By Eugene Robinson
“Class warfare!” scream the Republicans, in a voice usually reserved for phrases such as “Run for your lives!”
Spare us the histrionics. The GOP and its upper-crust patrons have been waging an undeclared but devastating war against middle-class, working-class and poor Americans for decades. Now they scream bloody murder at the notion that long-suffering victims might finally hit back.
President Barack Obama’s proposal to boost taxes for the wealthy by $1.5 trillion over the next decade is a good first step toward reforming a system in which billionaire hedge-fund executives are taxed at a lower rate than their chauffeurs and private chefs.
Republicans whine that since they oppose raising taxes on the rich—and control the House of Representatives, which can block such legislation—Obama’s proposal should be seen as political, not substantive. This is just a campaign initiative, they say, not a “serious” plan to address the nation’s financial and economic woes.
But that’s pure solipsism: Whatever does not fit the GOP’s worldview is, by definition, illegitimate. By this standard, Obama could only propose measures that are in the Republican Party’s platform—which obviously would defeat the purpose of being elected president as a progressive Democrat in the first place.
Outside of the Republican echo chamber, polls consistently show the American people consider unemployment to be the nation’s most urgent problem, not deficits and debt. Obama was on target with the American Jobs Act he proposed earlier this month, the only question being what took him so long.
Americans do have long-term concerns about debt, however, and by large margins see an obvious solution: a balanced combination of spending cuts and tax increases. In other words, they want precisely the kind of approach that House Speaker John Boehner rejected during the debt-ceiling fight—and that he vows to reject again.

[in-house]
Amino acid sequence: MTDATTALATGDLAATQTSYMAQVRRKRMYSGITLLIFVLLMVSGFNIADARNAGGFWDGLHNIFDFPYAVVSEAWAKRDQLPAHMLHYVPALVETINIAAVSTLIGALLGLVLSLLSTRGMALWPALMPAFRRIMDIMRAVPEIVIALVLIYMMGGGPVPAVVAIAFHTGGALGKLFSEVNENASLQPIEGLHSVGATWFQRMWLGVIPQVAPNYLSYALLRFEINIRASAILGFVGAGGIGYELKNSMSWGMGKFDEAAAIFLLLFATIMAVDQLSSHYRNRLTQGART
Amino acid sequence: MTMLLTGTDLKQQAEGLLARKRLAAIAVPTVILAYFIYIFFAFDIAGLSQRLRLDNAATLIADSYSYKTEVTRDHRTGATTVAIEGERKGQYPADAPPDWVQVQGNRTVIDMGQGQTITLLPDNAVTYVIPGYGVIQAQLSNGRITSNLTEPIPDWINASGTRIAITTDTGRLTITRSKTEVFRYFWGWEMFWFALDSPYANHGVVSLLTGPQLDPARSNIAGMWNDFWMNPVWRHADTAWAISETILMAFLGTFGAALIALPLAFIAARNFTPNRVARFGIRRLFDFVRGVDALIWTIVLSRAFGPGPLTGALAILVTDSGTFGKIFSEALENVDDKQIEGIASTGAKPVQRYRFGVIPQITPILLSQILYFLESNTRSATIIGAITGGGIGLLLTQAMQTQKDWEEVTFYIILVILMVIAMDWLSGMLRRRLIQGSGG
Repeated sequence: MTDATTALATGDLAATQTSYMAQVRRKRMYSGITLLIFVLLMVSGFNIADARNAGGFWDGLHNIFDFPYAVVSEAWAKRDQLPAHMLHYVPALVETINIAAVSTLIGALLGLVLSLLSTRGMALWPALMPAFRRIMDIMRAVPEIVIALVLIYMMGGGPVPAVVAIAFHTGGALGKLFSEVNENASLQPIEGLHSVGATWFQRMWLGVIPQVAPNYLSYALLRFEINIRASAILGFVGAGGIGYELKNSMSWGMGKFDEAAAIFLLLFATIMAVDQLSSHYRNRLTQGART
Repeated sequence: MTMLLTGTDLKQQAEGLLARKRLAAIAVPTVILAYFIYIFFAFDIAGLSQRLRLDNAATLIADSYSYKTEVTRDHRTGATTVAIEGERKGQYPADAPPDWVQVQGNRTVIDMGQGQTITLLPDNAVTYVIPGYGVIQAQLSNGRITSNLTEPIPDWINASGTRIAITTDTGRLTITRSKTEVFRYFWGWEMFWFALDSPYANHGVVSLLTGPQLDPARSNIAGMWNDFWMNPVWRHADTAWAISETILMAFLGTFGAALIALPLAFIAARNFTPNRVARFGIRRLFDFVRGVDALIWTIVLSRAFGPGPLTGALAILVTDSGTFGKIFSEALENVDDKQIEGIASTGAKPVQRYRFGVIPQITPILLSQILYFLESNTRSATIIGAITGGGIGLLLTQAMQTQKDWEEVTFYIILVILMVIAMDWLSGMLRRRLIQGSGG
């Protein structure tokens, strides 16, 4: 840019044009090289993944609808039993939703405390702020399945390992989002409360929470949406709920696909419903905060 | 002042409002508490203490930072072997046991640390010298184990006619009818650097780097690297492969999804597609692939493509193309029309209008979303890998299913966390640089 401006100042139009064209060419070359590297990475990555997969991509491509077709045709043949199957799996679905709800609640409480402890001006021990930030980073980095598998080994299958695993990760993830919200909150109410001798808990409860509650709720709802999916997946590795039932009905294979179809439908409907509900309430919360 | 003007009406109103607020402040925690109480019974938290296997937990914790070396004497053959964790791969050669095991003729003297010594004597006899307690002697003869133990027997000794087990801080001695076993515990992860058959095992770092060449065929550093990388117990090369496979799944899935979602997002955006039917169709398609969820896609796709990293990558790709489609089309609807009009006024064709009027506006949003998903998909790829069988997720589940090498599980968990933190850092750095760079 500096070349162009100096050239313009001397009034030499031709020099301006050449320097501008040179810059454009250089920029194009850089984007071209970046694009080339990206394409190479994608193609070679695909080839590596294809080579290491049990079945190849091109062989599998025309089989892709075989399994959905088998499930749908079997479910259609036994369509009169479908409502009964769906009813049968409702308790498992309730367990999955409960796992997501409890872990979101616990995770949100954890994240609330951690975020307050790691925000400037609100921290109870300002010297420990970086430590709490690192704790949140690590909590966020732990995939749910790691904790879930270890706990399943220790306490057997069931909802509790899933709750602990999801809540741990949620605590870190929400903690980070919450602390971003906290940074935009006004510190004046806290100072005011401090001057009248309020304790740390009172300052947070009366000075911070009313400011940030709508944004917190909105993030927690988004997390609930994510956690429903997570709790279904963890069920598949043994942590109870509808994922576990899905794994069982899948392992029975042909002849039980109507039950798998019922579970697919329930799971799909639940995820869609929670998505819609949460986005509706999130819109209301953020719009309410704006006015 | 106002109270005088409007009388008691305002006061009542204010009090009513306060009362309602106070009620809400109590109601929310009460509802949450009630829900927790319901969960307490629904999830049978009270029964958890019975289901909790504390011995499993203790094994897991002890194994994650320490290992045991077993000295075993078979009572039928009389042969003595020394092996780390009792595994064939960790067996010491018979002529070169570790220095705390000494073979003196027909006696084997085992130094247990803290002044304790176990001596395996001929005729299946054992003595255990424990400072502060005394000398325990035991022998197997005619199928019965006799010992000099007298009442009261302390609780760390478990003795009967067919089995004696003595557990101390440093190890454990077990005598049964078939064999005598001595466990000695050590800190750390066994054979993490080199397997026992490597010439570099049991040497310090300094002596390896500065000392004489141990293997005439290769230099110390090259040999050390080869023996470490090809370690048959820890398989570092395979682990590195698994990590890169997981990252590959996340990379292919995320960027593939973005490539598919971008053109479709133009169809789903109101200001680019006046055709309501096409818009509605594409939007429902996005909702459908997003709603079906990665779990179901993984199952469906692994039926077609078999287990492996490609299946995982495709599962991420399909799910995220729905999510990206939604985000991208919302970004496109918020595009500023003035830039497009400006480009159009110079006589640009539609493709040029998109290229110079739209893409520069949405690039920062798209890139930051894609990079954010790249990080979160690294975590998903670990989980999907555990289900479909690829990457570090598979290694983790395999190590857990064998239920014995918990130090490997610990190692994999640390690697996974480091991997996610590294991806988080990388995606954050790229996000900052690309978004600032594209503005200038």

Why did Republicans begin squawking about class warfare even before Obama had a chance to announce his proposals? Because by calling on the rich to pay “their fair share” of taxes, the president has hit upon a clear and simple way to illustrate how unequal and unfair our society has become.
Since the beginning of the Reagan years, the share of total income captured by the top 1 percent of earners has doubled while the share taken by the bottom 80 percent has fallen. The rich are getting richer at the expense not only of the poor but of the middle class as well.
Studies demonstrating this trend tend to be dry and, let’s face it, sleep-inducing. But the perverse disparity in tax rates between the super-rich and the rest of us is enough to grab anyone’s attention.
The very wealthy earn much of their income through dividends and capital gains, which are taxed at 15 percent. This low rate would apply specifically to a wildly successful hedge-fund manager who made, say, $50 million last year. By contrast, an insurance company executive who made $500,000—just 1 percent of what the hedge-fund manager took home—would pay a top marginal income tax rate of 35 percent. Even a teacher who made just $50,000—0.1 percent of the hedge-fund haul—would pay a top marginal rate of 25 percent.
Obama proposes tax legislation that would erase this disparity. He also vows that unless Congress enacts comprehensive—and fair—tax reform, he will allow the Bush tax cuts for households earning more than $250,000 a year to expire at the end of 2012.
The overall plan that Obama announced Monday would cut deficits by about $4 trillion over the next 10 years—without gutting programs that bolster the middle class and aid the poor. New tax revenue and money saved from ending the wars in Iraq and Afghanistan make up most of the total.
Obama’s proposed savings in Medicare and Medicaid are modest and tailored so that their impact is progressive. The president correctly decided that ensuring Social Security’s long-term solvency should proceed on a separate track. All this should be heartening to those who really want to preserve these vital programs.
The headline from Obama’s plan, though, is the call for wealthy Americans to pay taxes like everybody else. If Republicans believe the current system is fine, Obama said, “they should be called out. They should have to defend that unfairness. ... They ought to have to answer for it.”
We’ve already heard their answer.
And we’ve heard Obama’s retort: “This is not class warfare. It’s math.”
Eugene Robinson’s e-mail address is eugenerobinson(at)washpost.com.
© 2011, Washington Post Writers Group
White House / Pete Souza